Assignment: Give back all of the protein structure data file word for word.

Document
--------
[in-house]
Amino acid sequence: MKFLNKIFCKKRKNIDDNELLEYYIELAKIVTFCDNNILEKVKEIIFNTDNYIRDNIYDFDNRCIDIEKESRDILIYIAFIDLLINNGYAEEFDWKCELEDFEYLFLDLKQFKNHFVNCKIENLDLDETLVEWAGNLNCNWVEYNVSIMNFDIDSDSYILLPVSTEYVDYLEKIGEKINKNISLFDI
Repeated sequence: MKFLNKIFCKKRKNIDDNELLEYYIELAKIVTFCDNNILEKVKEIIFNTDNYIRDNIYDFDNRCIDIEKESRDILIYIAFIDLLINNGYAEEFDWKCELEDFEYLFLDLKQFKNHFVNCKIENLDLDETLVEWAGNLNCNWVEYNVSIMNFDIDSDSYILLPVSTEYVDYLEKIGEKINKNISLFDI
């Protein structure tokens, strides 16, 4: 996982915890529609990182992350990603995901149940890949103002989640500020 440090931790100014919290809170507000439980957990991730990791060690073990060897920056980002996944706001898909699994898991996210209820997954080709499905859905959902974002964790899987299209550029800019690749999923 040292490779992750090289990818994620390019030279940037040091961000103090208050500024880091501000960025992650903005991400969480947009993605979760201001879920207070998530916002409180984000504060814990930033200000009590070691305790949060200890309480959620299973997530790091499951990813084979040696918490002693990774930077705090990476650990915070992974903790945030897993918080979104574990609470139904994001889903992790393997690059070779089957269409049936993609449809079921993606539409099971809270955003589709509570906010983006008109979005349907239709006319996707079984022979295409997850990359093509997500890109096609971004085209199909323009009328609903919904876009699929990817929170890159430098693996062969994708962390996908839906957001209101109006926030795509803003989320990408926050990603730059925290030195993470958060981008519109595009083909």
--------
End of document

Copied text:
[in-house]
Amino acid sequence: MKFLNKIFCKKRKNIDDNELLEYYIELAKIVTFCDNNILEKVKEIIFNTDNYIRDNIYDFDNRCIDIEKESRDILIYIAFIDLLINNGYAEEFDWKCELEDFEYLFLDLKQFKNHFVNCKIENLDLDETLVEWAGNLNCNWVEYNVSIMNFDIDSDSYILLPVSTEYVDYLEKIGEKINKNISLFDI
Repeated sequence: MKFLNKIFCKKRKNIDDNELLEYYIELAKIVTFCDNNILEKVKEIIFNTDNYIRDNIYDFDNRCIDIEKESRDILIYIAFIDLLINNGYAEEFDWKCELEDFEYLFLDLKQFKNHFVNCKIENLDLDETLVEWAGNLNCNWVEYNVSIMNFDIDSDSYILLPVSTEYVDYLEKIGEKINKNISLFDI
């Protein structure tokens, strides 16, 4: 996982915890529609990182992350990603995901149940890949103002989640500020 440090931790100014919290809170507000439980957990991730990791060690073990060897920056980002996944706001898909699994898991996210209820997954080709499905859905959902974002964790899987299209550029800019690749999923 040292490779992750090289990818994620390019030279940037040091961000103090208050500024880091501000960025992650903005991400969480947009993605979760201001879920207070998530916002409180984000504060814990930033200000009590070691305790949060200890309480959620299973997530790091499951990813084979040696918490002693990774930077705090990476650990915070992974903790945030897993918080979104574990609470139904994001889903992790393997690059070779089957269409049936993609449809079921993606539409099971809270955003589709509570906010983006008109979005349907239709006319996707079984022979295409997850990359093509997500890109096609971004085209199909323009009328609903919904876009699929990817929170890159430098693996062969994708962390996908839906957001209101109006926030795509803003989320990408926050990603730059925290030195993470958060981008519109595009083909």